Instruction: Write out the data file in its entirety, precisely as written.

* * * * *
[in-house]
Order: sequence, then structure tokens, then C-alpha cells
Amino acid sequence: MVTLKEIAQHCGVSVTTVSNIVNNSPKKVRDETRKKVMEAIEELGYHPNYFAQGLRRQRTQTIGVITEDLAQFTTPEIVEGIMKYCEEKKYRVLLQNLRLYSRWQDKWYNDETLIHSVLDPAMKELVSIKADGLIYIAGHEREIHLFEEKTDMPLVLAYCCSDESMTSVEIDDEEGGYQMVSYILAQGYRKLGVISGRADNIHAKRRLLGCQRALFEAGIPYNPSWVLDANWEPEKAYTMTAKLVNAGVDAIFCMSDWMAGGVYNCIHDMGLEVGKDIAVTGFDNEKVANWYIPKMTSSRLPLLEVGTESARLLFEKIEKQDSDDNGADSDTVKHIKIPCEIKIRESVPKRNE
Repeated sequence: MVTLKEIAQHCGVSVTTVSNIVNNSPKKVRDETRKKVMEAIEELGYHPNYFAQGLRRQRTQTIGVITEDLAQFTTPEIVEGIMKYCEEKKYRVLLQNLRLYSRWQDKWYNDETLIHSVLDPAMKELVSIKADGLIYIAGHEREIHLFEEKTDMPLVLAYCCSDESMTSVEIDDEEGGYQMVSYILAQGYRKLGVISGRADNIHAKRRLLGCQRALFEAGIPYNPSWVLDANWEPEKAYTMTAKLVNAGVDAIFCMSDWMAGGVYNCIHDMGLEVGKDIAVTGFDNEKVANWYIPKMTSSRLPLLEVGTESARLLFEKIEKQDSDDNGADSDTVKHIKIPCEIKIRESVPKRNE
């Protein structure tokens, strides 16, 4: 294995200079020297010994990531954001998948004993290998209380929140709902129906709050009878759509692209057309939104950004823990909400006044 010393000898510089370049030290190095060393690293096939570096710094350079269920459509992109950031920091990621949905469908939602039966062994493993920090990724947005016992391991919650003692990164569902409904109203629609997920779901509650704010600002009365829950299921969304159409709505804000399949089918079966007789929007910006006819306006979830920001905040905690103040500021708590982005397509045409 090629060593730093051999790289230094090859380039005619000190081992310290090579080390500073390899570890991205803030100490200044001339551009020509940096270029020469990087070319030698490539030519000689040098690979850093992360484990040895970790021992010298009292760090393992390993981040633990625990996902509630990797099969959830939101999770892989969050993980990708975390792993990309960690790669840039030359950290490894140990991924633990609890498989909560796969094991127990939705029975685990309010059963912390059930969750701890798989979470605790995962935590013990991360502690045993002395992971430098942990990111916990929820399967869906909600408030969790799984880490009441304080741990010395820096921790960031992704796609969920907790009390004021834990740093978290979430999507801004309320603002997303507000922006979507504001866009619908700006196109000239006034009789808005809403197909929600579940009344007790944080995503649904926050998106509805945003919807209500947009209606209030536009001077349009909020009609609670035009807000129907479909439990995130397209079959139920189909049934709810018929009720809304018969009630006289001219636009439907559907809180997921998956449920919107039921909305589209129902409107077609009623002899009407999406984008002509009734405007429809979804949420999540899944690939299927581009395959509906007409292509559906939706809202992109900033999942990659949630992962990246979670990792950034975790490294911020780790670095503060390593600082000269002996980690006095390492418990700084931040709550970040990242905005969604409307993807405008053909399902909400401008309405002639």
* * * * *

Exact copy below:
[in-house]
Order: sequence, then structure tokens, then C-alpha cells
Amino acid sequence: MVTLKEIAQHCGVSVTTVSNIVNNSPKKVRDETRKKVMEAIEELGYHPNYFAQGLRRQRTQTIGVITEDLAQFTTPEIVEGIMKYCEEKKYRVLLQNLRLYSRWQDKWYNDETLIHSVLDPAMKELVSIKADGLIYIAGHEREIHLFEEKTDMPLVLAYCCSDESMTSVEIDDEEGGYQMVSYILAQGYRKLGVISGRADNIHAKRRLLGCQRALFEAGIPYNPSWVLDANWEPEKAYTMTAKLVNAGVDAIFCMSDWMAGGVYNCIHDMGLEVGKDIAVTGFDNEKVANWYIPKMTSSRLPLLEVGTESARLLFEKIEKQDSDDNGADSDTVKHIKIPCEIKIRESVPKRNE
Repeated sequence: MVTLKEIAQHCGVSVTTVSNIVNNSPKKVRDETRKKVMEAIEELGYHPNYFAQGLRRQRTQTIGVITEDLAQFTTPEIVEGIMKYCEEKKYRVLLQNLRLYSRWQDKWYNDETLIHSVLDPAMKELVSIKADGLIYIAGHEREIHLFEEKTDMPLVLAYCCSDESMTSVEIDDEEGGYQMVSYILAQGYRKLGVISGRADNIHAKRRLLGCQRALFEAGIPYNPSWVLDANWEPEKAYTMTAKLVNAGVDAIFCMSDWMAGGVYNCIHDMGLEVGKDIAVTGFDNEKVANWYIPKMTSSRLPLLEVGTESARLLFEKIEKQDSDDNGADSDTVKHIKIPCEIKIRESVPKRNE
């Protein structure tokens, strides 16, 4: 294995200079020297010994990531954001998948004993290998209380929140709902129906709050009878759509692209057309939104950004823990909400006044 010393000898510089370049030290190095060393690293096939570096710094350079269920459509992109950031920091990621949905469908939602039966062994493993920090990724947005016992391991919650003692990164569902409904109203629609997920779901509650704010600002009365829950299921969304159409709505804000399949089918079966007789929007910006006819306006979830920001905040905690103040500021708590982005397509045409 090629060593730093051999790289230094090859380039005619000190081992310290090579080390500073390899570890991205803030100490200044001339551009020509940096270029020469990087070319030698490539030519000689040098690979850093992360484990040895970790021992010298009292760090393992390993981040633990625990996902509630990797099969959830939101999770892989969050993980990708975390792993990309960690790669840039030359950290490894140990991924633990609890498989909560796969094991127990939705029975685990309010059963912390059930969750701890798989979470605790995962935590013990991360502690045993002395992971430098942990990111916990929820399967869906909600408030969790799984880490009441304080741990010395820096921790960031992704796609969920907790009390004021834990740093978290979430999507801004309320603002997303507000922006979507504001866009619908700006196109000239006034009789808005809403197909929600579940009344007790944080995503649904926050998106509805945003919807209500947009209606209030536009001077349009909020009609609670035009807000129907479909439990995130397209079959139920189909049934709810018929009720809304018969009630006289001219636009439907559907809180997921998956449920919107039921909305589209129902409107077609009623002899009407999406984008002509009734405007429809979804949420999540899944690939299927581009395959509906007409292509559906939706809202992109900033999942990659949630992962990246979670990792950034975790490294911020780790670095503060390593600082000269002996980690006095390492418990700084931040709550970040990242905005969604409307993807405008053909399902909400401008309405002639």